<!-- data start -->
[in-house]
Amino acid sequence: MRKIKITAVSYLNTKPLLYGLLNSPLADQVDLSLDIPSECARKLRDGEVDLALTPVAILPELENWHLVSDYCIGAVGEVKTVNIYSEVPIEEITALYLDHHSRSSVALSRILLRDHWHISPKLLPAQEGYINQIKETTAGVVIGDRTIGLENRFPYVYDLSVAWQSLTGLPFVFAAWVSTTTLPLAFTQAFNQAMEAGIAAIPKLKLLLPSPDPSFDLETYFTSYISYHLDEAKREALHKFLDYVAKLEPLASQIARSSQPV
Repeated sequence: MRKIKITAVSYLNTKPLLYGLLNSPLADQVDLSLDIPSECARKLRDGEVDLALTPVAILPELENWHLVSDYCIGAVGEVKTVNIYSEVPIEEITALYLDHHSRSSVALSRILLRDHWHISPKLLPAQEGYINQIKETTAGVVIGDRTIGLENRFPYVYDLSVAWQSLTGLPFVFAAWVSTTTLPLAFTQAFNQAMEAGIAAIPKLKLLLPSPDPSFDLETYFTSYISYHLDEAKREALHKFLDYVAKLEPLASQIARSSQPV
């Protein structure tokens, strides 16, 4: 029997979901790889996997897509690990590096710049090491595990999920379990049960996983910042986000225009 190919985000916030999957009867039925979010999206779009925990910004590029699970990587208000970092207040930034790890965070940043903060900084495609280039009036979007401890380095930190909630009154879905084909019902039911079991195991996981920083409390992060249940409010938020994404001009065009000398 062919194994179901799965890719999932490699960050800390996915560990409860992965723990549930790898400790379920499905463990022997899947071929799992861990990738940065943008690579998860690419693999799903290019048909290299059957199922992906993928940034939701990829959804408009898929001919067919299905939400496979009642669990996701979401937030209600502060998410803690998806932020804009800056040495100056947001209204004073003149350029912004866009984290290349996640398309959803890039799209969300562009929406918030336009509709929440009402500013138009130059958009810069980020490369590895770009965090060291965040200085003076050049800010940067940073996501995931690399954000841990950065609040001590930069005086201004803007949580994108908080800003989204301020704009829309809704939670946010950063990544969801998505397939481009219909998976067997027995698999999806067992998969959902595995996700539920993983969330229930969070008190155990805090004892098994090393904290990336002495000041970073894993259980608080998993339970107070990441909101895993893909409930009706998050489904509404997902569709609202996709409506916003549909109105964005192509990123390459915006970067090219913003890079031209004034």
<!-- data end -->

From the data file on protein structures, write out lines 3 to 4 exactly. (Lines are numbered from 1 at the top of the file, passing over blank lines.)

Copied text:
Repeated sequence: MRKIKITAVSYLNTKPLLYGLLNSPLADQVDLSLDIPSECARKLRDGEVDLALTPVAILPELENWHLVSDYCIGAVGEVKTVNIYSEVPIEEITALYLDHHSRSSVALSRILLRDHWHISPKLLPAQEGYINQIKETTAGVVIGDRTIGLENRFPYVYDLSVAWQSLTGLPFVFAAWVSTTTLPLAFTQAFNQAMEAGIAAIPKLKLLLPSPDPSFDLETYFTSYISYHLDEAKREALHKFLDYVAKLEPLASQIARSSQPV
């Protein structure tokens, strides 16, 4: 029997979901790889996997897509690990590096710049090491595990999920379990049960996983910042986000225009 190919985000916030999957009867039925979010999206779009925990910004590029699970990587208000970092207040930034790890965070940043903060900084495609280039009036979007401890380095930190909630009154879905084909019902039911079991195991996981920083409390992060249940409010938020994404001009065009000398 062919194994179901799965890719999932490699960050800390996915560990409860992965723990549930790898400790379920499905463990022997899947071929799992861990990738940065943008690579998860690419693999799903290019048909290299059957199922992906993928940034939701990829959804408009898929001919067919299905939400496979009642669990996701979401937030209600502060998410803690998806932020804009800056040495100056947001209204004073003149350029912004866009984290290349996640398309959803890039799209969300562009929406918030336009509709929440009402500013138009130059958009810069980020490369590895770009965090060291965040200085003076050049800010940067940073996501995931690399954000841990950065609040001590930069005086201004803007949580994108908080800003989204301020704009829309809704939670946010950063990544969801998505397939481009219909998976067997027995698999999806067992998969959902595995996700539920993983969330229930969070008190155990805090004892098994090393904290990336002495000041970073894993259980608080998993339970107070990441909101895993893909409930009706998050489904509404997902569709609202996709409506916003549909109105964005192509990123390459915006970067090219913003890079031209004034």